Monday, April 26, 2010

Mark Strand: The Night, The Porch

Hello Poets,
if we can find sacred distance from our troubling minds, Mark Strand seems to be saying, doors open and what we seek vanishes as quickly as it appears.
So let the spring wind blow you about, as it has me the past few days.

The Night, The Porch

To stare at nothing is to learn by heart
What all of us will be swept into, and baring oneself
To the wind is feeling the ungraspable somewhere close by.
Trees can sway or be still. Day or night can be what they wish.
What we desire, more than a season or weather, is the comfort
Of being strangers, at least to ourselves. This is the crux
Of the matter, which is why even now we seem to be waiting
For something whose appearance would be its vanishing --
The sound, say, of a few leaves falling, or just one leaf,
Or less. There is no end to what we can learn. The book out there
Tells us as much, and was never written with us in mind.

by Mark Strand, from New Selected Poems, 2007

Monday, April 19, 2010

Marge Piercy: To Have Without Holding

Hello Poets,
Marge Piercy on the difficult dance of love. Keep dancing, moment by moment.

To Have Without Holding

Learning to love differently is hard,
love with the hands wide open, love
with the doors banging on their hinges,
the cupboard unlocked, the wind
roaring and whimpering in the rooms
rustling the sheets and snapping the blinds
that thwack like rubber bands
in an open palm.

It hurts to love wide open
stretching the muscles that feel
as if they are made of wet plaster,
then of blunt knives, then
of sharp knives.

It hurts to thwart the reflexes
of grab, of clutch; to love and let
go again and again. It pesters to remember
the lover who is not in the bed,
to hold back what is owed to the work
that gutters like a candle in a cave
without air, to love consciously,
conscientiously, concretely, constructively.

I can't do it, you say it's killing
me, but you thrive, you glow
on the street like a neon raspberry,
You float and sail, a helium balloon
bright bachelor's button blue and bobbing
on the cold and hot winds of our breath,
as we make and unmake in passionate
diastole and systole the rhythm
of our unbound bonding, to have
and not to hold, to love
with minimized malice, hunger
and anger moment by moment balanced.

by Marge Piercy, from The Moon is Always Female, 1980

Monday, April 12, 2010

Bird (by Pablo Neruda)

Hello Poets,
As I prepare to do battle with birds this spring - Canyon Towhees, House Finches, Curved Billed Thrashers, Shrub Jays - making meals of tender seedlings and ripening fruits, I remember what Alan Chadwick once insisted, "You miss the whole point of the garden if you fail to notice the birds."
Pablo Neruda becomes bird, sings as a bird, views the world from above and gives us this poem.


It was passed from one bird to another,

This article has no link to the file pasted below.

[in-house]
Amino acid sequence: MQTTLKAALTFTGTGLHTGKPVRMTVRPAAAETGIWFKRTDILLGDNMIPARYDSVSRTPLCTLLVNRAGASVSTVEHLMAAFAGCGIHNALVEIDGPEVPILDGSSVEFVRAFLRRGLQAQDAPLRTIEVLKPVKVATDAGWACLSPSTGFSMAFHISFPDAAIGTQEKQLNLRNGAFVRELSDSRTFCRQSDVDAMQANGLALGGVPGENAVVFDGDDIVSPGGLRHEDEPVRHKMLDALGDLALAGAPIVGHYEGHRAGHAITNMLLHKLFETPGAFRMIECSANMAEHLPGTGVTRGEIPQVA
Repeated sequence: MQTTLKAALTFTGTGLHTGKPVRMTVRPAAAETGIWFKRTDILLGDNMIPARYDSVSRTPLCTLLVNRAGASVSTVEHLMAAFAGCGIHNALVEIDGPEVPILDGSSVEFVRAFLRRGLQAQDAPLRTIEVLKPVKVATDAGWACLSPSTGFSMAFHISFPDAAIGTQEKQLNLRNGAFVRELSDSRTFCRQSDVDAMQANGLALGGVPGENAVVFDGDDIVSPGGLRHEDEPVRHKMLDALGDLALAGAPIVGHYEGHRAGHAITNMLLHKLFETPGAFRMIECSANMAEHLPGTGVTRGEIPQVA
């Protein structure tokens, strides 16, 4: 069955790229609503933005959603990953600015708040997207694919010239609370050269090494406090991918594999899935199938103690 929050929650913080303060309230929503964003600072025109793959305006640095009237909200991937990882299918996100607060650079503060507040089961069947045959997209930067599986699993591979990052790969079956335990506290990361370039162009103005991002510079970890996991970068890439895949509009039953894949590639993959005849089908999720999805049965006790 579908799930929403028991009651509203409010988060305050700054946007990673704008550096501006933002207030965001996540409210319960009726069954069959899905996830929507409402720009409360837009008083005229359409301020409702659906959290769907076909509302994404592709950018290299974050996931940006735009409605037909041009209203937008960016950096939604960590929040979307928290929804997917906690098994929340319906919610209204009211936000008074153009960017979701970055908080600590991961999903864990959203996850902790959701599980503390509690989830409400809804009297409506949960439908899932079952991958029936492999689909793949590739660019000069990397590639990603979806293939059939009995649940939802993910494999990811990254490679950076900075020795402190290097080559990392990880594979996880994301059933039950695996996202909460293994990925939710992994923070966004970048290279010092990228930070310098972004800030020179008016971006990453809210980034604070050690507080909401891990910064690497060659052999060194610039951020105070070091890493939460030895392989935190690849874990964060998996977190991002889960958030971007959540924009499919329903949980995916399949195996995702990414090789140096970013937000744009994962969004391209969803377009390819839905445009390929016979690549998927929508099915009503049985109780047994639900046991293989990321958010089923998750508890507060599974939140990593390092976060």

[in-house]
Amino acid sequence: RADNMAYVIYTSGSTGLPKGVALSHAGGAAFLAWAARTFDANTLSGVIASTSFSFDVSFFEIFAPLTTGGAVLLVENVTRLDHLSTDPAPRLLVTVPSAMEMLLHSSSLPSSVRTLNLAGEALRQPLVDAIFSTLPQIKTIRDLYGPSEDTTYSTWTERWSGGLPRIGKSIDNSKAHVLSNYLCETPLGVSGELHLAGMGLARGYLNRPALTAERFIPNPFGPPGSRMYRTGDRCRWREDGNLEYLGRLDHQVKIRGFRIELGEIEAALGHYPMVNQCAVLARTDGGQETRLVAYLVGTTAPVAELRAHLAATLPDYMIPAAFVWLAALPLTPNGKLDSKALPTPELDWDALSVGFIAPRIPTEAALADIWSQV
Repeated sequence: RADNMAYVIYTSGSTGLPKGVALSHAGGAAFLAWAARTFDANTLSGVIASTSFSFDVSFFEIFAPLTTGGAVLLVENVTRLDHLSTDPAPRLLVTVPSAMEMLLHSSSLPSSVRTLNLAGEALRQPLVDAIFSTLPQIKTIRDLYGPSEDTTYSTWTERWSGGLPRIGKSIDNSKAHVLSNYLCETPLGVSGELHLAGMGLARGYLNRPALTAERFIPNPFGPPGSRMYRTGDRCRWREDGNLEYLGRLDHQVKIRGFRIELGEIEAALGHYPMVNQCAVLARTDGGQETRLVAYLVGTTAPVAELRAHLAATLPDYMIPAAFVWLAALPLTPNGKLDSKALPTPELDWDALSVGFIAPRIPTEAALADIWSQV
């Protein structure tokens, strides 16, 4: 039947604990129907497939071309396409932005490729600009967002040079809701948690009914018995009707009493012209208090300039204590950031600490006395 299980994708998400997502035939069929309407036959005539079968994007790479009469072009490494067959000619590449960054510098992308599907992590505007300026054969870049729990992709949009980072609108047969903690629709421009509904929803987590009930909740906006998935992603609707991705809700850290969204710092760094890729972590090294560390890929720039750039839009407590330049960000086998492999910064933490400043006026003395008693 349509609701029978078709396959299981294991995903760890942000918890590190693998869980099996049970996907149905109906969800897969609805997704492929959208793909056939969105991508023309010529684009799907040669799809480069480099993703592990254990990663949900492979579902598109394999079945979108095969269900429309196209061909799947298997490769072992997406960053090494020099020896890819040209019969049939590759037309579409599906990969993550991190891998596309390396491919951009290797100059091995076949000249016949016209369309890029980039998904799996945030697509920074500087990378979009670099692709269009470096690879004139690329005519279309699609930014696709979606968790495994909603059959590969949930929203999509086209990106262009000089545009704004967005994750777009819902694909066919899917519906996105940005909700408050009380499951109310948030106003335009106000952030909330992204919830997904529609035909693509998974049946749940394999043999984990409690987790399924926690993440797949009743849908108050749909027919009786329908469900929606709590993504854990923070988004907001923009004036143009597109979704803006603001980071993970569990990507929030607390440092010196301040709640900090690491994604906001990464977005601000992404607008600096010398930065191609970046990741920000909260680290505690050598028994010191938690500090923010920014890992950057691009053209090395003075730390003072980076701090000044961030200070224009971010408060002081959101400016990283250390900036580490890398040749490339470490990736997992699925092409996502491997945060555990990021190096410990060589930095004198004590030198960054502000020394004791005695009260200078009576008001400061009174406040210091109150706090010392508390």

the whole gift of the day.
The day went from flute to flute,
went dressed in vegetation,
in flights which opened a tunnel
through which the wind would pass
to where birds were breaking open
the dense blue air –
and there, night came in.

When I returned from so many journeys,
I stayed suspended and green
between sun and geography –
I saw how wings worked,
how perfumes are transmitted
by feathery telegraph,
and from above I saw the path,
the springs and the roof tiles,
the fishermen at their trades,
the trousers of the foam;
I saw it all from my green sky.
I had no more alphabet
than the swallows in their courses,
the tiny, shining water
of the small bird on fire
which dances out of the pollen.

by Pablo Neruda, from Fully Empowered, 1962
translated from the Spanish by Alastair Reid

Monday, April 5, 2010

Watching Dogwood Blossoms Fall In A Parking Lot Off Route 46

Hello Poets,
August Kleinzahler is not easy to read. He jumps around celebrating the mundane weird world with a gentle hand that leaves the both reader and the poet on the side lines.
As Stephen Burt in the New York Times Book Review wrote ". . . he never says more than he should, rarely repeats himself and keeps his focus not on the man who speaks the poems (and whose personality comes across anyway) but on what that man sees and on what he can hear.”
Maybe that's what we need, crystal clear egoless comprehension as the first step to wise action.
Full disclosure: I spent my high school years off Route 46, smelling those same benzene fumes.

Watching Dogwood Blossoms Fall In A Parking Lot Off Route 46
Dogwood blossoms drift down at evening
             as semis pound past Phoenix Seafood
and the Savarin plant, west to the Turnpike,
             Paterson or hills beyond.
The adulterated, pearly light and bleak perfume
             of benzene and exhaust
make this solitary tree and the last of its bloom
              as stirring somehow after another day
at the hospital with Mother and the ashen old ladies
              lost to TV reruns flickering overhead
as that shower of peach blossoms Tu Fu watched
               fall on the riverbank
from the shadows of the Jade Pavilion,
               while ghosts and the music
of yellow orioles found out the seam of him
               and slowly cut along it. 
by August Kleinzahler, from Sleeping It Off in Rapid City, 2008